No Premier Listings found in this area

Other Activities

The coast has lots of sandy beaches both popular and secluded. Walking in the hills and mountains is beautiful and often very quite as are the inland villages. Mountain biking on the many mountain tracks is popular and the mountain roads provide good sport for the serious road cyclist.

Descent from the Puig Campana  © Mark Glaister - Assistant Editor
Michelle and Steve Mee take in the view of Benidorm's skyline from the Puig Campana descent. Photo Mark Glaister.

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16 Mar, 2010
INice article. The climbing in that area, just like the natural beauty, is breathtaking. My boss was telling me just the other day how he remember going to village near Benidorm for his summer holidays, when he was a kid. That was 50 years ago and there wasn't even electricity and barely any running water, it was just wooden shacks around the beach. The shame is now that the undoubtedly spectacular scenery has been completely ruined by development, which continues its relentless march. I further think it's a shame that much of the local culture has been destroyed by expats, so much so that in many of the town and villages the residents don't mix - there's one for the Germans, one for the English, and one for the 'locals' etc. Spectacular scenery and great climbing it may have, but I shan't be rushing back.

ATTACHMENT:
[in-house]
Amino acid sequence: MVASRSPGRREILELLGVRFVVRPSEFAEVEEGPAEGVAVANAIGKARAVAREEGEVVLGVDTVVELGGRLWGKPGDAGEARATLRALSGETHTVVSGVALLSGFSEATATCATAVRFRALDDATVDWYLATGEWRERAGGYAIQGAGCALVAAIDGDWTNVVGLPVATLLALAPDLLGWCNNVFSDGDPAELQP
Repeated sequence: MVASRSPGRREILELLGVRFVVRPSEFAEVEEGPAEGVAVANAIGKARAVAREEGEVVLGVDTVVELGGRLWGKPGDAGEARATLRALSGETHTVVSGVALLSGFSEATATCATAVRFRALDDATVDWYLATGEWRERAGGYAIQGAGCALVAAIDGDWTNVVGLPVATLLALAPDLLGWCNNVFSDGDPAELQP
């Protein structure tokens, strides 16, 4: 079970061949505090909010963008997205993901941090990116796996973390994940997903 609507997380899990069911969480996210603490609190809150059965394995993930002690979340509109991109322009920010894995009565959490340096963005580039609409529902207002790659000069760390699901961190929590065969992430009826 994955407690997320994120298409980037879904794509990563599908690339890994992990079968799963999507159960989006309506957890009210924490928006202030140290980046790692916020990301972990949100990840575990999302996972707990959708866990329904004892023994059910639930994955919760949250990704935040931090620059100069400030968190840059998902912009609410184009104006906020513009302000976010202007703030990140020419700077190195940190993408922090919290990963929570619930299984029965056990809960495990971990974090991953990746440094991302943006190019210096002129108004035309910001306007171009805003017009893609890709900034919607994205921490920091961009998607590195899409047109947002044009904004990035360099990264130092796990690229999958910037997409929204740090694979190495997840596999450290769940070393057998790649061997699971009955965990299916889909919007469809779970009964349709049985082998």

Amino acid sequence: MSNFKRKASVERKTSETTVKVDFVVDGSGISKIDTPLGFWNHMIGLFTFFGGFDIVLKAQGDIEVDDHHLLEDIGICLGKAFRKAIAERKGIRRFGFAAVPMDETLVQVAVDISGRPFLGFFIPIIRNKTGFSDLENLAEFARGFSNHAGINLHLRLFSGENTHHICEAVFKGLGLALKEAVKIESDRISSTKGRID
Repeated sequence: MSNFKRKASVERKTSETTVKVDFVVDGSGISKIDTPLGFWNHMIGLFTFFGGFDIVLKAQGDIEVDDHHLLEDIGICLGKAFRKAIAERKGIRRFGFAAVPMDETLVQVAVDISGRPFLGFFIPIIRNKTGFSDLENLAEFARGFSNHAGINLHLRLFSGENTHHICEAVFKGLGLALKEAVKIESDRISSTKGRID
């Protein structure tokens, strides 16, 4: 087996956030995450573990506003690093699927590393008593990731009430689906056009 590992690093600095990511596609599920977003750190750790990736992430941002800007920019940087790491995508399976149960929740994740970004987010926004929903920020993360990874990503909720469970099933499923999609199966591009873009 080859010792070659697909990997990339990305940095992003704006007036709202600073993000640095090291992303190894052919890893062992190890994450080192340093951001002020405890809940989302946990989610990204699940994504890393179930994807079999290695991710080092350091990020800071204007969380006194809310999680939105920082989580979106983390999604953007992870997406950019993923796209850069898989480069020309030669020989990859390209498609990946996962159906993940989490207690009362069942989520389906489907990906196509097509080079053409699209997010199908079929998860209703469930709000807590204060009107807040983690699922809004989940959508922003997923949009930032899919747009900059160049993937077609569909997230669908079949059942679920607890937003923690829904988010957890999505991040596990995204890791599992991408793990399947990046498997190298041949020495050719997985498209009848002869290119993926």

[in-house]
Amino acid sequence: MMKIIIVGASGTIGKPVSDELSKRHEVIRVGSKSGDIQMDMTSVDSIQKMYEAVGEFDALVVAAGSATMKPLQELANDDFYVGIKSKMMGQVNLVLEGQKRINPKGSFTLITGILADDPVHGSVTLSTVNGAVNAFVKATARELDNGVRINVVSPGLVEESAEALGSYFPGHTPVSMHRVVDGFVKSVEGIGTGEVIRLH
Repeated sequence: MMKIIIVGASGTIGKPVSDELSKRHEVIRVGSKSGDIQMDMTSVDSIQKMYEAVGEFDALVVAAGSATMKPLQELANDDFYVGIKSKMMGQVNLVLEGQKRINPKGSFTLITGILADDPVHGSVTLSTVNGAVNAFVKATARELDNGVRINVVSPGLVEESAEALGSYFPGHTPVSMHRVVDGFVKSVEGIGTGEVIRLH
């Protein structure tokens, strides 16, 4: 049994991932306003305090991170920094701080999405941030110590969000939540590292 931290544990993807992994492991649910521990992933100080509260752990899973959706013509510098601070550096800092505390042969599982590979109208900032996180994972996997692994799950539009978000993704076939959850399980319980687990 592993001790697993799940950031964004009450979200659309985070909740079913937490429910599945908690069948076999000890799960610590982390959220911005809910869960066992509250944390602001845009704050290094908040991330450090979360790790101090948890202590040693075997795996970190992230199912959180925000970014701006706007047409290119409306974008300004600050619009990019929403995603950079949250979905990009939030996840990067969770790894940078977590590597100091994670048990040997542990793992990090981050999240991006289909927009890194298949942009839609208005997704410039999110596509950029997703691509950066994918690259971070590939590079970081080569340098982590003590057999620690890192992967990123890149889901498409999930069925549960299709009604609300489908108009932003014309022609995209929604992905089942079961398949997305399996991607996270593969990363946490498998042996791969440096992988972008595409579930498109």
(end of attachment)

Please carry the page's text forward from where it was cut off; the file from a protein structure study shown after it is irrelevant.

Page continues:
16 Mar, 2010
By the way, forum mods - the title of this thread is so long that if you try to 'Submit' after you've "Previewed", you get an error pop-up saying "The title of this thread is over 64 characters". The only way you can post is by not previewing your message first.
19 Mar, 2010
Admittedly the developments of Calpe and Benidorm are a bit of an eye sore but all that coastal development is exactly that. To say the culture has been completely destroyed is a bit over the top, you only have to visit Benidorm, Denia or Calpe in the fiesta season to see that it is well and truly alive and kicking. Stray a little off the beaten track to find the villages and culture. Just take a drive inland and head up the Val De Gallinera only 15mins from the coast and you will discover Spain. Most of the crags i climb at now i rarely meet anyone and only then its usually Spanish. There is a lot more to the Costa Blanc than Sella. I always thought the reason the UK was such a cool country today was because of the culture mix. Gaz Parry
19 Mar, 2010
Actually it is not continuing its relentless march, construction in the CB has virtually ground to a halt.
19 Mar, 2010
I always thought the reason the UK was such a cool country today was because of the culture mix. Gaz Parry I don't see much evidence of culture mixing in the Costa Blanca, most of the ex -pats don't even speak Spanish. Can you imagine how these immigrants would be viewed in Britain if they didn't even try to speak English? The place is to a large degree a shithole and most of the climbing is mediocre. And what's the name of the fat stripper who pulls razor blades out of her (I am not sure which word is acceptable on the forums) that so many here seem to be acquainted with) FFS. And please don't start Sam, I know you couldn't wait to get back to the UK. Oh, and before any one else mentions it I know a lot of the Costa Del Sol is as bad. Rant over.